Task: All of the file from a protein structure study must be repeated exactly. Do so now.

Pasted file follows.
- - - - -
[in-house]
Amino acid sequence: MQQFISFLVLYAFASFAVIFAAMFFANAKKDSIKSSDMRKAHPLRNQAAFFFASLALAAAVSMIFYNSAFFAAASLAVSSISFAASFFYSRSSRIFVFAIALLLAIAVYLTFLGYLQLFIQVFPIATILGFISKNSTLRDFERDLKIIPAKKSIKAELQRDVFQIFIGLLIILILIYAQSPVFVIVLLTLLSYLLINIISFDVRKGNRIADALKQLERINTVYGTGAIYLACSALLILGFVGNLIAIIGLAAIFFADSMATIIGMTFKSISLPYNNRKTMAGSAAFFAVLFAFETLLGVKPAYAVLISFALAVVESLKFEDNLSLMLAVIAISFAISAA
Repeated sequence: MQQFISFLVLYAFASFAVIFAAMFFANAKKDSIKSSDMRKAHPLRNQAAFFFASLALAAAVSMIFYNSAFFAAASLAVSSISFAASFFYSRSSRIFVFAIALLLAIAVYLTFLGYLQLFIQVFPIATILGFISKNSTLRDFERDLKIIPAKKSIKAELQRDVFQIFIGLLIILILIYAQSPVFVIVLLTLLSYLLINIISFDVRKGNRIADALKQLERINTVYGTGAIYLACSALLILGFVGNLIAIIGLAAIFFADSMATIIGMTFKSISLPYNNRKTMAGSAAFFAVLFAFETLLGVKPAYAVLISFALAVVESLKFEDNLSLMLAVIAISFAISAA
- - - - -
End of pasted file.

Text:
[in-house]
Amino acid sequence: MQQFISFLVLYAFASFAVIFAAMFFANAKKDSIKSSDMRKAHPLRNQAAFFFASLALAAAVSMIFYNSAFFAAASLAVSSISFAASFFYSRSSRIFVFAIALLLAIAVYLTFLGYLQLFIQVFPIATILGFISKNSTLRDFERDLKIIPAKKSIKAELQRDVFQIFIGLLIILILIYAQSPVFVIVLLTLLSYLLINIISFDVRKGNRIADALKQLERINTVYGTGAIYLACSALLILGFVGNLIAIIGLAAIFFADSMATIIGMTFKSISLPYNNRKTMAGSAAFFAVLFAFETLLGVKPAYAVLISFALAVVESLKFEDNLSLMLAVIAISFAISAA
Repeated sequence: MQQFISFLVLYAFASFAVIFAAMFFANAKKDSIKSSDMRKAHPLRNQAAFFFASLALAAAVSMIFYNSAFFAAASLAVSSISFAASFFYSRSSRIFVFAIALLLAIAVYLTFLGYLQLFIQVFPIATILGFISKNSTLRDFERDLKIIPAKKSIKAELQRDVFQIFIGLLIILILIYAQSPVFVIVLLTLLSYLLINIISFDVRKGNRIADALKQLERINTVYGTGAIYLACSALLILGFVGNLIAIIGLAAIFFADSMATIIGMTFKSISLPYNNRKTMAGSAAFFAVLFAFETLLGVKPAYAVLISFALAVVESLKFEDNLSLMLAVIAISFAISAA